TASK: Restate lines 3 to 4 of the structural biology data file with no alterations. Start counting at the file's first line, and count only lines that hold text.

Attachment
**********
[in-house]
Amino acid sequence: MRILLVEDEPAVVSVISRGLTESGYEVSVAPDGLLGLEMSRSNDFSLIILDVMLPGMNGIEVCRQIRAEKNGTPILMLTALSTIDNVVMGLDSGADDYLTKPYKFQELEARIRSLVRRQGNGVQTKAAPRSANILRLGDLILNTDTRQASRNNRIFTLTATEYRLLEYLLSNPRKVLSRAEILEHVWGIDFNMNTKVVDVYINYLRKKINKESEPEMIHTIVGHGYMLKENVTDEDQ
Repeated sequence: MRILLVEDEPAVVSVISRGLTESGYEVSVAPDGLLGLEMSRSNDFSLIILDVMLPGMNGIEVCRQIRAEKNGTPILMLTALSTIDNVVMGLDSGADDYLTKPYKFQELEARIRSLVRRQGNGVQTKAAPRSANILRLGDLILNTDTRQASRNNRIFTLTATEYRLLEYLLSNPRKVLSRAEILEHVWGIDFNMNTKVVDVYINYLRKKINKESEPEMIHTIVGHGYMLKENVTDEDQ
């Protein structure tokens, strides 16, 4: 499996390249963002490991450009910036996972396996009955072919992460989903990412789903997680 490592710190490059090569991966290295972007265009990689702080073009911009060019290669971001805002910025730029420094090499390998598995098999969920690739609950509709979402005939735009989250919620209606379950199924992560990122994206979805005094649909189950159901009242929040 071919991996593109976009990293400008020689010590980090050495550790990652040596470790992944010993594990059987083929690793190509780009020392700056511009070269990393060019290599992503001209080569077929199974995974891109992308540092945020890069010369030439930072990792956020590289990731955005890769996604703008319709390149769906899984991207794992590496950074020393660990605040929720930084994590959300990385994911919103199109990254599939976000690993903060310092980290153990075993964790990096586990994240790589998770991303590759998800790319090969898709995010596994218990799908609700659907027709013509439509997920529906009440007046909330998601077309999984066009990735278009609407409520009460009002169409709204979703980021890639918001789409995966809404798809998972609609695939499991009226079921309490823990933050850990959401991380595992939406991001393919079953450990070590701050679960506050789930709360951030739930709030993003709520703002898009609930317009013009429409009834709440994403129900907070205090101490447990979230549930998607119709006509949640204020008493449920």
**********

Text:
Repeated sequence: MRILLVEDEPAVVSVISRGLTESGYEVSVAPDGLLGLEMSRSNDFSLIILDVMLPGMNGIEVCRQIRAEKNGTPILMLTALSTIDNVVMGLDSGADDYLTKPYKFQELEARIRSLVRRQGNGVQTKAAPRSANILRLGDLILNTDTRQASRNNRIFTLTATEYRLLEYLLSNPRKVLSRAEILEHVWGIDFNMNTKVVDVYINYLRKKINKESEPEMIHTIVGHGYMLKENVTDEDQ
């Protein structure tokens, strides 16, 4: 499996390249963002490991450009910036996972396996009955072919992460989903990412789903997680 490592710190490059090569991966290295972007265009990689702080073009911009060019290669971001805002910025730029420094090499390998598995098999969920690739609950509709979402005939735009989250919620209606379950199924992560990122994206979805005094649909189950159901009242929040 071919991996593109976009990293400008020689010590980090050495550790990652040596470790992944010993594990059987083929690793190509780009020392700056511009070269990393060019290599992503001209080569077929199974995974891109992308540092945020890069010369030439930072990792956020590289990731955005890769996604703008319709390149769906899984991207794992590496950074020393660990605040929720930084994590959300990385994911919103199109990254599939976000690993903060310092980290153990075993964790990096586990994240790589998770991303590759998800790319090969898709995010596994218990799908609700659907027709013509439509997920529906009440007046909330998601077309999984066009990735278009609407409520009460009002169409709204979703980021890639918001789409995966809404798809998972609609695939499991009226079921309490823990933050850990959401991380595992939406991001393919079953450990070590701050679960506050789930709360951030739930709030993003709520703002898009609930317009013009429409009834709440994403129900907070205090101490447990979230549930998607119709006509949640204020008493449920």